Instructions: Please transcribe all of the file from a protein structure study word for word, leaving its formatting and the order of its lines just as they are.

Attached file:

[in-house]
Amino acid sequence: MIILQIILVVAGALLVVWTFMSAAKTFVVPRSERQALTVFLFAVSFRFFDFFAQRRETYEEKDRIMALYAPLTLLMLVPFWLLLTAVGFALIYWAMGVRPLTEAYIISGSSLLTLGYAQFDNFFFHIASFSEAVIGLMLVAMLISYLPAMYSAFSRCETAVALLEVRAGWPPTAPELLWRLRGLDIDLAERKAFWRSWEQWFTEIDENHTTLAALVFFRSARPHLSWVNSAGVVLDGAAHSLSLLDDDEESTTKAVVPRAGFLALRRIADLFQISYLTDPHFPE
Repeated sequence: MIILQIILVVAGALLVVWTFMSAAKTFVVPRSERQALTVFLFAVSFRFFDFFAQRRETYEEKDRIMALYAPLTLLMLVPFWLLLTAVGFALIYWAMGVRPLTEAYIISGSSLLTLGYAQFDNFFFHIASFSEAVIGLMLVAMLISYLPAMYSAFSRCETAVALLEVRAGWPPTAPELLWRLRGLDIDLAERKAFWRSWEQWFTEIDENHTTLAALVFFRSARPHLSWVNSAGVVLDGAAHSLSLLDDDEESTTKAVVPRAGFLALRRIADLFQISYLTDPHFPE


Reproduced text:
[in-house]
Amino acid sequence: MIILQIILVVAGALLVVWTFMSAAKTFVVPRSERQALTVFLFAVSFRFFDFFAQRRETYEEKDRIMALYAPLTLLMLVPFWLLLTAVGFALIYWAMGVRPLTEAYIISGSSLLTLGYAQFDNFFFHIASFSEAVIGLMLVAMLISYLPAMYSAFSRCETAVALLEVRAGWPPTAPELLWRLRGLDIDLAERKAFWRSWEQWFTEIDENHTTLAALVFFRSARPHLSWVNSAGVVLDGAAHSLSLLDDDEESTTKAVVPRAGFLALRRIADLFQISYLTDPHFPE
Repeated sequence: MIILQIILVVAGALLVVWTFMSAAKTFVVPRSERQALTVFLFAVSFRFFDFFAQRRETYEEKDRIMALYAPLTLLMLVPFWLLLTAVGFALIYWAMGVRPLTEAYIISGSSLLTLGYAQFDNFFFHIASFSEAVIGLMLVAMLISYLPAMYSAFSRCETAVALLEVRAGWPPTAPELLWRLRGLDIDLAERKAFWRSWEQWFTEIDENHTTLAALVFFRSARPHLSWVNSAGVVLDGAAHSLSLLDDDEESTTKAVVPRAGFLALRRIADLFQISYLTDPHFPE